I consider that our present sufferings are not worth comparing with the glory that will be revealed in us.
If we can appreciate what Paul is saying in this text and get it fixed in our minds, we will find it able to change the way we look at life and the way we live—more than anything else we can imagine. It will provide two things at least.
1. Vision. Focusing on the promise of glory will give us a vision of life in its eternal context, which means we will begin to see life here as it really is. We have two problems at this point. First, we are limited by our concept of time. We think in terms of the “threescore years and ten” allotted to us, or at best the few years that led up to our earthly existence or the few years after it. We do not have a long view. Second, we are limited by our materialism. Our reference point is what we perceive through our senses, so we have the greatest possible difficulty thinking of “the spirit” and other intangibles. We need to be delivered from this bondage and awakened from our spiritual blindness.
In “The Weight of Glory,” C. S. Lewis addressed those who considered his talk about glory as only fantasy, the weaving of a spell. He replied by admitting that perhaps that is what he was trying to do. But he reminded his listeners that spells in fairy tales are of two kinds. Some induce enchantments. Others break them. “You and I have need of the strongest spell that can be found to wake us from the evil enchantment of worldliness which has been laid upon us for nearly a hundred years.”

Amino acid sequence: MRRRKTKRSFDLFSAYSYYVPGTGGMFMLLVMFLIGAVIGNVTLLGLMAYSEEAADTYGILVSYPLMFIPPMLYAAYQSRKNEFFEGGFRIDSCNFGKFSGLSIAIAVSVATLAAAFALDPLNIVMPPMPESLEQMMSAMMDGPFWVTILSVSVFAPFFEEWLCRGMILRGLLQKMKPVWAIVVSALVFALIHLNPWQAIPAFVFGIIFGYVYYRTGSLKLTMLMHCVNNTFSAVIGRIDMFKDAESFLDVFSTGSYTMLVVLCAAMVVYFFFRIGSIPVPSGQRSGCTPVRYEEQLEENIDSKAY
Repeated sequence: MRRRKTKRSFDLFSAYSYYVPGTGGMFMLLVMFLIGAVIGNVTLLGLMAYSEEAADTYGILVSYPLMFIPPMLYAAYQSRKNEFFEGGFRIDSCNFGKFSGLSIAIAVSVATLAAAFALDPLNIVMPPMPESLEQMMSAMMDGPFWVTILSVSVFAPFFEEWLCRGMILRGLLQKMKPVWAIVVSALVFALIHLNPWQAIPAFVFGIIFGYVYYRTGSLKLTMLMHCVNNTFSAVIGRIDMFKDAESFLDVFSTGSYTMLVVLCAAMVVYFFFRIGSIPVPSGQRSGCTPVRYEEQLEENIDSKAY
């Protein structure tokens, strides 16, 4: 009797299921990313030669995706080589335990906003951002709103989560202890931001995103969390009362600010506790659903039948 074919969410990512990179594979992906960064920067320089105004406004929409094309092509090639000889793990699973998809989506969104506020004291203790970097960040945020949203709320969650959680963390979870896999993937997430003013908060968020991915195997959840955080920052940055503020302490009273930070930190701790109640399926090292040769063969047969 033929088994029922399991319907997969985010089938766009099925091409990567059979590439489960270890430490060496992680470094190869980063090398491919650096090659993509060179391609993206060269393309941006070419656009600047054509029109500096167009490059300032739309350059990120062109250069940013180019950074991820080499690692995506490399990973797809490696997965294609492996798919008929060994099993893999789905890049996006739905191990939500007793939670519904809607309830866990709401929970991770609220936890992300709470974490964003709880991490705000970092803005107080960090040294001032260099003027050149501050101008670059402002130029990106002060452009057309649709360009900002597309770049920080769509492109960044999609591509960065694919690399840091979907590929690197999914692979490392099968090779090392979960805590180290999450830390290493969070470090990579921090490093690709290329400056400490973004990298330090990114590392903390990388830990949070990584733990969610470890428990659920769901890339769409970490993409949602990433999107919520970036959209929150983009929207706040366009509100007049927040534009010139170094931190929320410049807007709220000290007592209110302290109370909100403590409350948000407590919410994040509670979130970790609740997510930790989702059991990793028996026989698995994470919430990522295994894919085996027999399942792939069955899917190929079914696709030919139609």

2. Endurance. “Breaking the spell” will give us the strength to endure whatever hardships, temptations, persecutions, or physical suffering it pleases God to send us. Suppose there were no glory. Suppose this life really were all there is. If that were the case, I for one would not endure anything, at least nothing I could avoid. And I would probably break down under the tribulations I could not avoid. But knowing that an eternal glory awaits, I will try to do what pleases God and hang on in spite of anything.
Paul writes, “I consider that,” meaning he has thought it through and concluded that “our present sufferings are not worth comparing with the glory that will be revealed in us” (Rom. 8:18). By using this phrase, he invites us to think it through also. If you are a Christian, I ask, “Isn’t what the apostle says in this verse true? Isn’t the glory to come worth anything you might be asked to this verse true? What is the hope that keeps you going? Is it a hope placed in things getting better in this life and world, or is it the gospel hope of the glory to come, the glory for which Christ saved you?